WASHINGTON, D.C., April 8 — — Today, Rep. Martin Heinrich (D-NM) and Rep. Ben Ray Luján (D-NM) introduced legislation to shift the regulation of uranium mining from the antiquated 1872 Mining Law to the Mineral Leasing Act. This change would allow uranium mining on federal lands to be managed through a competitive leasing program, as opposed to an industry-initiated claim and patent system.
Because of an increased interest in nuclear power, the price of uranium is six times what it was 10 years ago. This price increase, as well as the speculation that new nuclear power plants will come online in the US and abroad has led to an increase
All other fuels — coal, oil and gas — are governed by leasing systems, which allow the government to better protect the public's economic and environmental interests. Under the current law, uranium-mining companies pay no royalty for the minerals they take from public lands. Uranium development in the West has polluted surface and ground water and left a toxic legacy in some communities that has yet to be addressed.
“Taxpayers have been fleeced out of millions of dollars in royalties from uranium companies mining on public lands,” said Lauren Pagel, Earthworks Policy Director. “The Uranium Resources Stewardship Act charges a moderate 12.5% royalty on uranium, which will allow the industry to contribute to cleaning up old uranium mine sites that continue to pollute water and harm nearby communities.”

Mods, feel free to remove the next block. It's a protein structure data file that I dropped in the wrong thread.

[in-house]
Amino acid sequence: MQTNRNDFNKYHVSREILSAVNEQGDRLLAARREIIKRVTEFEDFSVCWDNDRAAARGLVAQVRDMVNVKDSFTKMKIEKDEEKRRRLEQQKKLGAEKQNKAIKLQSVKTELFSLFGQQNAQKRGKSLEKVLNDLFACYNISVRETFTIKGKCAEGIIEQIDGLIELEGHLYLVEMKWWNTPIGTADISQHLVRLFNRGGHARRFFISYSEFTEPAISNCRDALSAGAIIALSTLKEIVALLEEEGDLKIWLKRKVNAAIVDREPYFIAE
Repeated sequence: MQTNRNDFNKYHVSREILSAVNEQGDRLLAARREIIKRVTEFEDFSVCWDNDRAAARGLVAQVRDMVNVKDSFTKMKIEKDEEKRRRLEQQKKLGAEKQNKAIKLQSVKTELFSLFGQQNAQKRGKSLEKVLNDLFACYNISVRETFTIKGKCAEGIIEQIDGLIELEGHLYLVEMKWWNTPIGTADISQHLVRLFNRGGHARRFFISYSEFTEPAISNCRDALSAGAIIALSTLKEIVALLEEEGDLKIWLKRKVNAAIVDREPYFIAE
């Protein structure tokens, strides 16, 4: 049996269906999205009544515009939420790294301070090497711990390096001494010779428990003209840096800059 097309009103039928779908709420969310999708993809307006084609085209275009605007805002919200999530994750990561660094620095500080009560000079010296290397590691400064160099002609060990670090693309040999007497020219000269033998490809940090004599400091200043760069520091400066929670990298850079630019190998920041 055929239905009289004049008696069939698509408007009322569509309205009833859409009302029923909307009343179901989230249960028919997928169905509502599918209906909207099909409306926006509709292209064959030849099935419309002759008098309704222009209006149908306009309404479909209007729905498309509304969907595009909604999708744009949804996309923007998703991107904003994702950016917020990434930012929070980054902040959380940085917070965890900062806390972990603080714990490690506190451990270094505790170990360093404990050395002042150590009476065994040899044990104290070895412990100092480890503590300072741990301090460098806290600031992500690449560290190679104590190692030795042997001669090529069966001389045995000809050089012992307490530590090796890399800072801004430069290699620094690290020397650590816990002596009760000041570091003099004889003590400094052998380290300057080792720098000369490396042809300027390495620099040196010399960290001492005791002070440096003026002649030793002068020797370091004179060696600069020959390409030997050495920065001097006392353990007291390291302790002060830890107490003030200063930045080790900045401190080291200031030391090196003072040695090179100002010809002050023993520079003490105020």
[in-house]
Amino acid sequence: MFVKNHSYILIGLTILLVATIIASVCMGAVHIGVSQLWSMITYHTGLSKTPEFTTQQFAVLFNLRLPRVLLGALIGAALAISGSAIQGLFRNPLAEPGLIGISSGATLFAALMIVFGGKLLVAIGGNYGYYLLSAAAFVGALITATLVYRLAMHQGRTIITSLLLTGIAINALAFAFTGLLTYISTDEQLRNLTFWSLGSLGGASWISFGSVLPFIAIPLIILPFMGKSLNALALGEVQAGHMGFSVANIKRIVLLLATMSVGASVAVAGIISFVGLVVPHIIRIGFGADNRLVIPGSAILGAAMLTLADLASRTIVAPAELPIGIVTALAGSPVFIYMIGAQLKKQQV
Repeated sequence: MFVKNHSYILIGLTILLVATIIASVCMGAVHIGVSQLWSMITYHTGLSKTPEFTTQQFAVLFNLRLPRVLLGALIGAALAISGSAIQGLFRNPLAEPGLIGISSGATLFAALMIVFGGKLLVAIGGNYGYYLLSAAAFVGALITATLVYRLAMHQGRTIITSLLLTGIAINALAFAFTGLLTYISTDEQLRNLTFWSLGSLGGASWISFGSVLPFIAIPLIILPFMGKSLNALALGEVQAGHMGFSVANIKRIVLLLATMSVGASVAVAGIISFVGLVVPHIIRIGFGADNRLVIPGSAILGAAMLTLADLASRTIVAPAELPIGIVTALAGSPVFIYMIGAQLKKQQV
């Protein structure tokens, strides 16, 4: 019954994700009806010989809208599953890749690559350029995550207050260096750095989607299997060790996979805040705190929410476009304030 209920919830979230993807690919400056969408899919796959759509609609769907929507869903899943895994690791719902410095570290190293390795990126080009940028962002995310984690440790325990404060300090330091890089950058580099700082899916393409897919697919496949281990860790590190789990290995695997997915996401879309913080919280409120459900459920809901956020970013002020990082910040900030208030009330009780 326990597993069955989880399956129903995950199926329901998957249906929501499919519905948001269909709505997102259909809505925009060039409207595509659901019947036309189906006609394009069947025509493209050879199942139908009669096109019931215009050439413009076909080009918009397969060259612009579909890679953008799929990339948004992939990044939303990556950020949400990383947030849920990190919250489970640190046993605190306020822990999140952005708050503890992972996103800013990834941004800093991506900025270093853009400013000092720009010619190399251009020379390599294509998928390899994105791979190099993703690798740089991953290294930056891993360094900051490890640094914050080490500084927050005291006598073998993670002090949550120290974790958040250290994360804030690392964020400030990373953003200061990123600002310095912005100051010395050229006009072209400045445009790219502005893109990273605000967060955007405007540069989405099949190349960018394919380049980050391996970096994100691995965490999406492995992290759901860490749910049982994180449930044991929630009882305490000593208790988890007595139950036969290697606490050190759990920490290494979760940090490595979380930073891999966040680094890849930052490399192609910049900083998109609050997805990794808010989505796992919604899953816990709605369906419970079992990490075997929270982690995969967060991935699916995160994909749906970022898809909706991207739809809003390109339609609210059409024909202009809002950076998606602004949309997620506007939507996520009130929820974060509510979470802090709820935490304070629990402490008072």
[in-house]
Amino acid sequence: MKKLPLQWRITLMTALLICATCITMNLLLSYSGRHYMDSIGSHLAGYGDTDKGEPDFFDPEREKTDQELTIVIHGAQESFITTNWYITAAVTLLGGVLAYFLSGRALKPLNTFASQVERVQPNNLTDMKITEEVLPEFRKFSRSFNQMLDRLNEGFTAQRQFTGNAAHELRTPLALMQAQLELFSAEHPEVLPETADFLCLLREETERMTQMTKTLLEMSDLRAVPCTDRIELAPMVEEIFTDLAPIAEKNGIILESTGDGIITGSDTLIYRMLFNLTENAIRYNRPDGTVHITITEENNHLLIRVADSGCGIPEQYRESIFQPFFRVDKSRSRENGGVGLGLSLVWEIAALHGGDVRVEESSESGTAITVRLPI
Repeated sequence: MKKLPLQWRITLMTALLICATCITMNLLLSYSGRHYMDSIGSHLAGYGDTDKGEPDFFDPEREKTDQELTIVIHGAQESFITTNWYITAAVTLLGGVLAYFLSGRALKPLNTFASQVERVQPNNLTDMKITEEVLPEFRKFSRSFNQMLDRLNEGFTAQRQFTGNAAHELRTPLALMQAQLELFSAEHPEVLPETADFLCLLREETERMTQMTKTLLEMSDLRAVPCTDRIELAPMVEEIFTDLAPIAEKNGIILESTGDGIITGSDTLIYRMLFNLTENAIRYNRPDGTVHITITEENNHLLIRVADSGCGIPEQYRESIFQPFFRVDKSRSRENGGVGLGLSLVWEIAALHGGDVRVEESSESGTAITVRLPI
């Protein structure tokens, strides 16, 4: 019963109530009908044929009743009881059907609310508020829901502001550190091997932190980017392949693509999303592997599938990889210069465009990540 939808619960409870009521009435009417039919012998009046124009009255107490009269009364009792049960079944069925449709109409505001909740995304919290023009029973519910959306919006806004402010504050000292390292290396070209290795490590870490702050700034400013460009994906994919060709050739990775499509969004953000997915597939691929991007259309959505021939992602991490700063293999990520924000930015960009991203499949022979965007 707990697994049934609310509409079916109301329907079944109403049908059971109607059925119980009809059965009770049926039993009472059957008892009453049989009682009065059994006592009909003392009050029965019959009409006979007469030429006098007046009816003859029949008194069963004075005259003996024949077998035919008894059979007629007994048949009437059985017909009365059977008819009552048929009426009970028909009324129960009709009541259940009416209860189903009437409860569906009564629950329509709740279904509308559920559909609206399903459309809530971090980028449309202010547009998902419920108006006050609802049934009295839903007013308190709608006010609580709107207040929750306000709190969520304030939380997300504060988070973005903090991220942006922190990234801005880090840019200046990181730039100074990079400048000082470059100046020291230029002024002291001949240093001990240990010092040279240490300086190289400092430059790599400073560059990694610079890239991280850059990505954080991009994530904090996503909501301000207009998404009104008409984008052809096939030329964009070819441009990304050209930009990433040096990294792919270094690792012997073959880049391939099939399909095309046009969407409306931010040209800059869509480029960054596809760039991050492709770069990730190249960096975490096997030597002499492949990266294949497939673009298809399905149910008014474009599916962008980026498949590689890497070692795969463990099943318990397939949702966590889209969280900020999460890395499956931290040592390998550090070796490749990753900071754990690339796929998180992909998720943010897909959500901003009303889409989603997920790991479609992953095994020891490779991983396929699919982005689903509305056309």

Not only do mining companies pay no royalties under the current law, but mining is considered to be the “highest and best use” of public lands, trumping recreation, hunting, fishing and other land uses. The 1872 Mining Law even allows sites sacred to Native American communities to be mined and gives tribes little recourse to stop the destruction.
“The antiquated 1872 Mining Law allows some of our most treasured places, such as the Grand Canyon, to be threatened by uranium mining,” said Pagel. “The Uranium Resources Stewardship Act will give land managers more discretion to decide where uranium mining is and is not appropriate.”
The precedent for leasing uranium already exists — some federal uranium in Colorado is already subject to leasing by the Department of Energy, a program that began late in the 1940's to ensure an adequate reserve of uranium, vanadium and associated minerals for the nation's defense program.
“We applaud Congressmen Heinrich and Lujan for their leadership on this issue and for introducing this legislation,” said Pagel. “Sacrificing communities to meet our energy needs must become a practice of the past. It is incumbent upon Congress to protect the water and public health of those communities directly affected uranium mining.”
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